http://www.facebook.com/erinbabyvlog -- I did this video after an experience I had with an on-call pediatrician here in Ottawa, Dr. Andre Engels.
When he asked me if I planned on breastfeeding my 13 month old daughter until she was in high school, I was shocked and appalled.
This letter was written, and shared here in video format, in hopes that it will help other mothers to know what to say to a pediatrician should they ever find themselves in my situation.
I feel that it is very important for me to state Section 1 of the Human Rights Code, RSO 1990, c H.19, which states, Every person has a right to equal treatment with respect to services, goods and facilities, without discrimination because of race, ancestry, place of origin, colour, ethnic origin, citizenship, creed, sex, sexual orientation, age, marital status, family status or disability. The Ontario Human Rights Commission's position is that the obligation not to discriminate on the basis of 'sex' includes an obligation not to discriminate on the basis of pregnancy, breastfeeding and gender identity.
This legal obligation is reflected in guidance contained in the Canadian Medical Association's Code of Ethics, paragraph 17.
Health Canada recommends the following: Encourage exclusive breastfeeding for the first 6 months of life, as breast milk is the best food for optimal growth. Breastfeeding may continue for up to 2 years and beyond.
The World Health Organization recommends exclusive breastfeeding for the first six months of life. At six months, other foods should complement breastfeeding for up to two years or more.
WHO also states that breastmilk is the ideal food for newborns and infants. It gives infants all the nutrients they need for healthy development. It is safe and contains antibodies that help protect infants from common childhood illnesses such as diarrhoea and pneumonia.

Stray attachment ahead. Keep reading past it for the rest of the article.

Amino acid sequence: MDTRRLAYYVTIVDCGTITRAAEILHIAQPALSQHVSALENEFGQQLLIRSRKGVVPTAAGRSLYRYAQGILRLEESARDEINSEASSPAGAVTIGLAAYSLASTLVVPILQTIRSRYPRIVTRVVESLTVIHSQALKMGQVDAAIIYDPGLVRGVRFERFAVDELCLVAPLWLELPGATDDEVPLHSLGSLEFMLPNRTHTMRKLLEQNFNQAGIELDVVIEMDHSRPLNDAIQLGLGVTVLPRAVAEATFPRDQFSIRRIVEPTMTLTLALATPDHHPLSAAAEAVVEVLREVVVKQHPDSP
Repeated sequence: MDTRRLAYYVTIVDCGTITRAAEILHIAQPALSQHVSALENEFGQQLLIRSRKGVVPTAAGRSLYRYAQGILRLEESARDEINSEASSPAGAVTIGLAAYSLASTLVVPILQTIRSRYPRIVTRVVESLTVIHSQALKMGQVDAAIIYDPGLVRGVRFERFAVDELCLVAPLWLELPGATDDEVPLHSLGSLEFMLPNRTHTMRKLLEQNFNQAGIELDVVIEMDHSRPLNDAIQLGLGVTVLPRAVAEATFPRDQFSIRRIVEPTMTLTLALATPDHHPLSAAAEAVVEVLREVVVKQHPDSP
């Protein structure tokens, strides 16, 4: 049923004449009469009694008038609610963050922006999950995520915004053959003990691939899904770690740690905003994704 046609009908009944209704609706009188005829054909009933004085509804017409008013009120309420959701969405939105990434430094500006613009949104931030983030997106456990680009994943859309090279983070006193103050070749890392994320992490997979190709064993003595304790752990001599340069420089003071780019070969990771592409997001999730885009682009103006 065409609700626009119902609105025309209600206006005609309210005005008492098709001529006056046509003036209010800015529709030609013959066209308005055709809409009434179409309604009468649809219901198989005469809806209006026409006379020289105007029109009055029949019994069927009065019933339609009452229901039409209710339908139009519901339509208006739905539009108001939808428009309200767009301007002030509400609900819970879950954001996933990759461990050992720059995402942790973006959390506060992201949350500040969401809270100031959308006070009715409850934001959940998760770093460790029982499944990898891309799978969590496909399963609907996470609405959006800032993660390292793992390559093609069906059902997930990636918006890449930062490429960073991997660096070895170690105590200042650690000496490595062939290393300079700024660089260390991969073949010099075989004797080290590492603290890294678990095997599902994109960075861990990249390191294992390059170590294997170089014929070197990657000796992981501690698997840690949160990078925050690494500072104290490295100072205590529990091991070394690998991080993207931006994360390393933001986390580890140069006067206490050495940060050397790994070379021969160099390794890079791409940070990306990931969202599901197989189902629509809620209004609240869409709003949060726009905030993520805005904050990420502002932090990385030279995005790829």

WHO states that beyond the immediate benefits for children, breastfeeding contributes to a lifetime of good health. Adults who were breastfed as babies often have lower blood pressure and lower cholesterol, as well as lower rates of overweight, obesity and type-2 diabetes.
WHO states that breastfeeding should not be decreased when starting complementary feeding.
A Dewey 2011 reference states that in the second year (12-23 months), 448ml of breastmilk provides: 29% of energy requirements, 43% of protein requirements, 36% of calcium requirements, 75% of vitamin A requirements, 76% of folate requirements, 94% of vitamin B12 requirements and 60% of vitamin C requirements.
According to the American Academy of Pediatrics, the role of pediatricians and other health care professionals should be to protect, promote and support breastfeeding enthusiastically and, in consideration of the extensively published evidence for improved health and developmental outcomes in breastfed infants and their mothers, a strong position on behalf of breastfeeding is warranted.
The AAP also states that pediatricians should promote breastfeeding as a cultural norm and encourage family and societal support for breastfeeding. They also need to recognize the effect of cultural diversity on breastfeeding attitudes and practices and encourage variations that effectively promote and support breastfeeding.
The sad part is that, in a study performed by the American Academy of Pediatrics, which involved a survey sent to 1602 active Fellows of the AAP, only 65% of the pediatricians surveyed recommended exclusive breastfeeding for the first month of life. Only 37% of pediatricians recommended breastfeeding for 1 year. The majority of the pediatricians surveyed had also not attended a presentation on breastfeeding in the previous three years however most said that they did want more education on breastfeeding. They concluded that pediatricians have significant educational needs in the area of breastfeeding.